Fionnan Sheahan: Beware the backlash of negative equity generation
The Government acknowledged the plight of the negative equity generation last year when it implemented the promise in the Programme for Government to increase mortgage interest relief to 30pc for first-time buyers who took a mortgage at the height of the boom.
Implementing the commitment in the coalition agreement between Fine Gael and the Labour Party was a clear sign the Government felt the pain of the Celtic Tiger era house buyer.
Stuck in negative equity with their home worth vastly less than they paid for it, unable to sell as a result and lumbered with huge mortgages, based on Noughties wages, these homebuyers feel trapped.
None of them thought getting on the property ladder would lead to decades of debt with no end in sight.
After giving with one hand to the boomtime buyers, the question now is, will it take away with the other hand through the property tax?
The introduction of the property tax is fraught with difficulty.
In the Programme for Government, the section on the introduction of a property tax, described as a "site valuation tax" refers to how the tax "must take into account the significant number of households in mortgage distress".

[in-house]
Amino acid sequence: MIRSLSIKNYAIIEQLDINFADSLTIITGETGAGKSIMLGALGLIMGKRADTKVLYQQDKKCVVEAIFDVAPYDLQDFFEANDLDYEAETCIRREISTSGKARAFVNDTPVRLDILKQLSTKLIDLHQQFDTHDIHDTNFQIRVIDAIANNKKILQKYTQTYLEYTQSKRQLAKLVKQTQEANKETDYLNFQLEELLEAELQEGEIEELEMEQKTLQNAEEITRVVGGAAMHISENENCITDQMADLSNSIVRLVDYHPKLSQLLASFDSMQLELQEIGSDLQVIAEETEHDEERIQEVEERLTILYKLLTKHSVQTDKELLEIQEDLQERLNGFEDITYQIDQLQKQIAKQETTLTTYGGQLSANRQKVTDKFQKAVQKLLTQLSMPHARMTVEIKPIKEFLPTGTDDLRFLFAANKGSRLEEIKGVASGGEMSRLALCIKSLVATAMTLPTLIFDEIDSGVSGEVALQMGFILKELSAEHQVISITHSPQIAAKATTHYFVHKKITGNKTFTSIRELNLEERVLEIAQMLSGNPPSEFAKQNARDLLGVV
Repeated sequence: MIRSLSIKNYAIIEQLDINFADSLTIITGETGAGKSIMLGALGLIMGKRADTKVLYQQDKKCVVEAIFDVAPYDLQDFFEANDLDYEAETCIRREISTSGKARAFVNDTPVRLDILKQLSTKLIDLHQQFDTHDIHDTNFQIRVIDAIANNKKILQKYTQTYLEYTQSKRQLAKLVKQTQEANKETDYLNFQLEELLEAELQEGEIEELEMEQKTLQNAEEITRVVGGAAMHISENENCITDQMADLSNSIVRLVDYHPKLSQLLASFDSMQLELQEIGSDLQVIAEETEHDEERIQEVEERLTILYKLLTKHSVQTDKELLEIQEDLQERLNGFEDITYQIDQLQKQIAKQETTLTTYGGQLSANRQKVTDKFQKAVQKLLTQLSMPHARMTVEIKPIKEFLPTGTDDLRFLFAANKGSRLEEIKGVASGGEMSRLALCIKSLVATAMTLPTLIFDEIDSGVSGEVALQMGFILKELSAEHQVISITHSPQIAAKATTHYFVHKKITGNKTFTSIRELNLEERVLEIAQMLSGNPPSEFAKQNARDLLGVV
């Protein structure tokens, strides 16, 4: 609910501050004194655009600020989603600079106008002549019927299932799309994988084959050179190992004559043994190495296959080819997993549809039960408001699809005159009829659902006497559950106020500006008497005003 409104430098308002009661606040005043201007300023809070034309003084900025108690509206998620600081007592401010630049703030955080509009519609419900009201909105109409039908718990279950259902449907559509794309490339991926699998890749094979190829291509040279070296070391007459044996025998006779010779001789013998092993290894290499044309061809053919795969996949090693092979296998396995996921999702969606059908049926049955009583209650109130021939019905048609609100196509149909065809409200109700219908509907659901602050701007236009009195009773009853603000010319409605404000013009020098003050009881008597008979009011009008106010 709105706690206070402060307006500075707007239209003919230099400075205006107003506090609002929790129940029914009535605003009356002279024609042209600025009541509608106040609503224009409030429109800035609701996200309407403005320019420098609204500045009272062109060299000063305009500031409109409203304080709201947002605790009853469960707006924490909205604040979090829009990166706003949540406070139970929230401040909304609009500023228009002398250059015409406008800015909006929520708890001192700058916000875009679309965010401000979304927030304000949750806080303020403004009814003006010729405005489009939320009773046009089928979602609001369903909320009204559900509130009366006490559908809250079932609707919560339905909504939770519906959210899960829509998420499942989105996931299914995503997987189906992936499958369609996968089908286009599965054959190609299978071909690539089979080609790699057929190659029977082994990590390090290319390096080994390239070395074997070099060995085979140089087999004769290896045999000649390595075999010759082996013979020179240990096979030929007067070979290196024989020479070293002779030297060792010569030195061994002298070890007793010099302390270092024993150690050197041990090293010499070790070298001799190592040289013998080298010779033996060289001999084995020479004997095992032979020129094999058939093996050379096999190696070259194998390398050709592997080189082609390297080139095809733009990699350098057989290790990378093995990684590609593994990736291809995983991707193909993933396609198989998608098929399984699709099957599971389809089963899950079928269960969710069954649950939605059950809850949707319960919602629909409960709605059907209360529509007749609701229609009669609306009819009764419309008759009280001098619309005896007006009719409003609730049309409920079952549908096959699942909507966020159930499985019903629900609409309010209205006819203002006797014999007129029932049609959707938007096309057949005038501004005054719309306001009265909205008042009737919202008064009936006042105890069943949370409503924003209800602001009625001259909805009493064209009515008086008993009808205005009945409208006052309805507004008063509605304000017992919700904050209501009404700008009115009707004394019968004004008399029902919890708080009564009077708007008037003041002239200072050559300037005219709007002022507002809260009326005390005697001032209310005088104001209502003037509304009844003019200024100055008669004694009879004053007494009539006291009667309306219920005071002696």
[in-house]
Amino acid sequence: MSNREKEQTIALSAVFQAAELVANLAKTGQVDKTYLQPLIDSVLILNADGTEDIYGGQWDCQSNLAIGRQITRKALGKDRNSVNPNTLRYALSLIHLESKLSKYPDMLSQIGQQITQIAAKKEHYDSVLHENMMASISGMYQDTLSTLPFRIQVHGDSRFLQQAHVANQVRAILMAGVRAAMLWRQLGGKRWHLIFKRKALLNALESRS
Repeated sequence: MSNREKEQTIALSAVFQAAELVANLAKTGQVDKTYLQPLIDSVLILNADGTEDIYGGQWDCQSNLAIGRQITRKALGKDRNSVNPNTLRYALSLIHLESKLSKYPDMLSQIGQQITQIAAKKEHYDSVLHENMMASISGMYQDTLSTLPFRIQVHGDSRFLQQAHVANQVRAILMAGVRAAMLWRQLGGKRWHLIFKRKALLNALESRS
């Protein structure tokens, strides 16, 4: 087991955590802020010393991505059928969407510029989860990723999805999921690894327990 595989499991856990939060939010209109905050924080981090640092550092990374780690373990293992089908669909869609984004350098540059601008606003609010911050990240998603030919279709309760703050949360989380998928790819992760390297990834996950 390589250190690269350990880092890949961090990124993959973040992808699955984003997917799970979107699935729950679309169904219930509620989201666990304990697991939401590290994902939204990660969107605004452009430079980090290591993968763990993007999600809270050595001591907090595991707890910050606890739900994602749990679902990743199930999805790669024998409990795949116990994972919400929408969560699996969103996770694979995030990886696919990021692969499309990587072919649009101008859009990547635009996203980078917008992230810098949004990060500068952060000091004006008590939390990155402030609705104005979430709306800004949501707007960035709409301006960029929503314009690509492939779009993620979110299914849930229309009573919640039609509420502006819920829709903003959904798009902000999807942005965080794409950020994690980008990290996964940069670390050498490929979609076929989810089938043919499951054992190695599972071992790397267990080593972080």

Presumably, this means there will be some relief for those struggling to pay their mortgages. Exactly how this will work out remains to be seen.
But having paid large amounts of stamp duty, sometimes tens of thousands of euro, on regular-sized houses, they face paying all over again.
Worse yet, if these homeowners are now struggling to pay their mortgage, it's another bale of hay on an already broken camel's back.
The Government will have be to wary about ensuring the "particular problems" of this coterie of homeowners is still on their minds.
They'll be voting for some time to come.